Within that context was the blurb I saw on the holiday e-letter from the Wine School of Philadelphia, 2006 Fairmount Ave., which I've blogged about in the past and have its Web site linked to my blog. School founder Keith Wallace wrote about a one-hour talk and wine tasting he's planning tomorrow (Thursday, Dec. 10) on how to get into the wine industry. Cost for a workshop that Wallace has entitled Becoming the Next Robert Parker is $18, primarily to cover the expenses for the wine.

Wallace said this idea is an extension of the one-on-one discussions he's already having with his students at the nine-year-old school, helping them not only decide what they want to do but finding the route to get there. He said a number of those students have gone on to successful career as either a winemaker or the owner of a company that has a connection to wine. "You're not going to make great money," he said, "but you can have a decent living and actually be able to enjoy life and be your own boss. And in this economy, why not do what you love?" So, he continued, he'll talk on Thursday about how to scout out these potential jobs and find a niche.

And those opportunities to make money do exist, he noted, although at one point breaking into a laugh and noting "not in wine education, by the way. Most of the money I make comes from a lot of the other things I do on the side." He noted that while the wine industry as a whole is hugely regulated, "it's like the Wild West. It's highly regulated, but state by state there are no clear dominant leaders, except in distribution, but it's a place . . . that you can really start something and ramp up very quickly, to the point of actually becoming a national figure, or at least a regional figure and turning that into a company."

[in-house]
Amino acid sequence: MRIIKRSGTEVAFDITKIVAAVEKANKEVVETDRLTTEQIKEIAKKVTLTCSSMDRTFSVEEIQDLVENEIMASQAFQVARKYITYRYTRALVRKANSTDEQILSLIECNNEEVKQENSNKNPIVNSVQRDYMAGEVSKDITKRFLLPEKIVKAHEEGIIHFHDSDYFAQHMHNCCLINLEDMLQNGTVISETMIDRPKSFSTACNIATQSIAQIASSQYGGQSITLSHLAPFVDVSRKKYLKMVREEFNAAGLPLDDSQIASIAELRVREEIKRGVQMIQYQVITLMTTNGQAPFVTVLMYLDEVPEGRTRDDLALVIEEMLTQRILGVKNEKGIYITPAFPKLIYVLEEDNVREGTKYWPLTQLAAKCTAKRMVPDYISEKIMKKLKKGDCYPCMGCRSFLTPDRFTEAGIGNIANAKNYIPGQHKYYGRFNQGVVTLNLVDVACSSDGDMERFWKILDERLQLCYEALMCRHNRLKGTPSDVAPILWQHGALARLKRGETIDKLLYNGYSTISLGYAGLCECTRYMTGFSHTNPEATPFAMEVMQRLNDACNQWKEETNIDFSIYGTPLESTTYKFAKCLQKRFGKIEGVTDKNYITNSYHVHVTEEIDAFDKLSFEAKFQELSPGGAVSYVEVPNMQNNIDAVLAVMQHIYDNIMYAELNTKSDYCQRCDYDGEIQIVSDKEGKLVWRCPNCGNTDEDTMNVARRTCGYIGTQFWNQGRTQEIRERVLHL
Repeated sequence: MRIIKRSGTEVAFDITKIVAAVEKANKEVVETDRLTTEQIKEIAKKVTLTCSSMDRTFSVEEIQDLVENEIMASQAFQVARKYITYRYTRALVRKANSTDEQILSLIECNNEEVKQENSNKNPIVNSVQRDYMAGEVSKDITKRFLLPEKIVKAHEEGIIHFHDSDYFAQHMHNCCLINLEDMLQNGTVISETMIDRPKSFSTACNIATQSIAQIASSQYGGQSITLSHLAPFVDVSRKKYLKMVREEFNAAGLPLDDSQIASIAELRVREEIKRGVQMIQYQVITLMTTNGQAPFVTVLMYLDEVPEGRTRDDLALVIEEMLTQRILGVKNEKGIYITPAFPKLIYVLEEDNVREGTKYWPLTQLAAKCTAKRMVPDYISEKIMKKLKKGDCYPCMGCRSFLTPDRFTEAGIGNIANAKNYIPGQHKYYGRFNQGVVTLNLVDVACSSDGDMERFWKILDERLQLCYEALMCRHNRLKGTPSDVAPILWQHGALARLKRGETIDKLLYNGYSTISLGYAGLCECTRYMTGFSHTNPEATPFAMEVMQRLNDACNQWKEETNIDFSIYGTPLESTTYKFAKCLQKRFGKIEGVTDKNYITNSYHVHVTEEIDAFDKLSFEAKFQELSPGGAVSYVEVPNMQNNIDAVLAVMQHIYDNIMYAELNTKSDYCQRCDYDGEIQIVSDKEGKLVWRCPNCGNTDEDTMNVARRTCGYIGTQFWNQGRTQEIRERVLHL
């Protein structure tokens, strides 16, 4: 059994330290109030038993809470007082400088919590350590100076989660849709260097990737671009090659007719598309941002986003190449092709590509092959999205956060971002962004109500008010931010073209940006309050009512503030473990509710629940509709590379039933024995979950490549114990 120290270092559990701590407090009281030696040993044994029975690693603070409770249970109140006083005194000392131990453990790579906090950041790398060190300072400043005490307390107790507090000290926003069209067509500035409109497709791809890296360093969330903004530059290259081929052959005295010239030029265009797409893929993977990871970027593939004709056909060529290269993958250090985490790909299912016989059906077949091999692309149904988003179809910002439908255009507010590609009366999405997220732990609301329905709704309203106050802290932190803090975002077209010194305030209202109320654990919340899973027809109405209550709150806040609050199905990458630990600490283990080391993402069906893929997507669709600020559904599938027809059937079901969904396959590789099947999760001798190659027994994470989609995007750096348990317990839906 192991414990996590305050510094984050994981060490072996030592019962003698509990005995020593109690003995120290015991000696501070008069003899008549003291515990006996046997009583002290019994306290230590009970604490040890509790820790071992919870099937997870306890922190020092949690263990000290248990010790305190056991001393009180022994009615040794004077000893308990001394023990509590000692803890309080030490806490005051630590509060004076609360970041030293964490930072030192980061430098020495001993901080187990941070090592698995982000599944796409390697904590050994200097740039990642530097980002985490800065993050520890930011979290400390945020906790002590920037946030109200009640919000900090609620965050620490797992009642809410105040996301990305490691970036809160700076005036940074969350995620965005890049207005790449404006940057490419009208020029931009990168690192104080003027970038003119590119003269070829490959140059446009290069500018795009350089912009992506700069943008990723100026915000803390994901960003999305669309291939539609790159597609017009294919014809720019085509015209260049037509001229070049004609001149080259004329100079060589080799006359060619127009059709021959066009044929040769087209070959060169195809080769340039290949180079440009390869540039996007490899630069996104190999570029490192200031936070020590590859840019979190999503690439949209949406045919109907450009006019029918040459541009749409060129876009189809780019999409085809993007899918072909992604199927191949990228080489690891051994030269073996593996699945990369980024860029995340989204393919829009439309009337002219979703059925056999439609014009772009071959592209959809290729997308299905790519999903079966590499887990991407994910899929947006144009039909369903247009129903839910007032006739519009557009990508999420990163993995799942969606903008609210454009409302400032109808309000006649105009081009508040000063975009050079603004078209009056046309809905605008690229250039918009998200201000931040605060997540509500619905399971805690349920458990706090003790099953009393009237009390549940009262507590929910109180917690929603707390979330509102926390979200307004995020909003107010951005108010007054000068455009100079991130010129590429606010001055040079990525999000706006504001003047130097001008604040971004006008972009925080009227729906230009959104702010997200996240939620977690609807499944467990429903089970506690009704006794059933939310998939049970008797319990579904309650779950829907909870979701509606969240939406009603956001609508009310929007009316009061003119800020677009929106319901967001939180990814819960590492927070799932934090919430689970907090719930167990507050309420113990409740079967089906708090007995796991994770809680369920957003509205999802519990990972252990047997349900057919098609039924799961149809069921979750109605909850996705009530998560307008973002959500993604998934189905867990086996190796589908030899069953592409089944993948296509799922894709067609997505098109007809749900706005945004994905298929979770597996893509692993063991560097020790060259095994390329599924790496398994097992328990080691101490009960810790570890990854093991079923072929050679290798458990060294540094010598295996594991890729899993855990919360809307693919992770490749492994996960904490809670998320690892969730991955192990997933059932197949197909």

Showtime is 6 p.m. Thursday at the school, which offers an A to Z of classes from 101s to more specialized education experiences such as Napa Valley & Beyond and Winter Cooking and Wine Class. Even saw a special wine and food arrangement that Wallace is cooking up with Luca Garutti, the chef at nearby L'Oca Bistro. That four-course dinner and Italian wine class is on the calendar for Wednesday, Jan. 13, from 6 to 9 p.m. Cost is $52 per person, taxes and tip not included.


Sunday, December 6, 2009

Kreutz Creek unveils 'best ever' Holiday Wassail


Missed the chance to pull several items off the e-letter for Kreutz Creek Vineyards in West Grove, Pa., before the start of the weekend. Still, several things apply through the end of the year.

Owner Jim Kirkpatrick noted that "another year comes to an end but before we look toward 2010, we still have a full month of events for 2009. We just released our new Holiday Wassail and it's the best one I've ever made. I fermented pumpkin and apples in the Niagara and added spices like cinnamon and cloves. We serve it warm in a crock pot but it's delicious served chilled as well. Stop by for a sample and check out our holiday decorations. Read on to see what's happening in both West Chester and the winery in West Grove for the rest of 2009."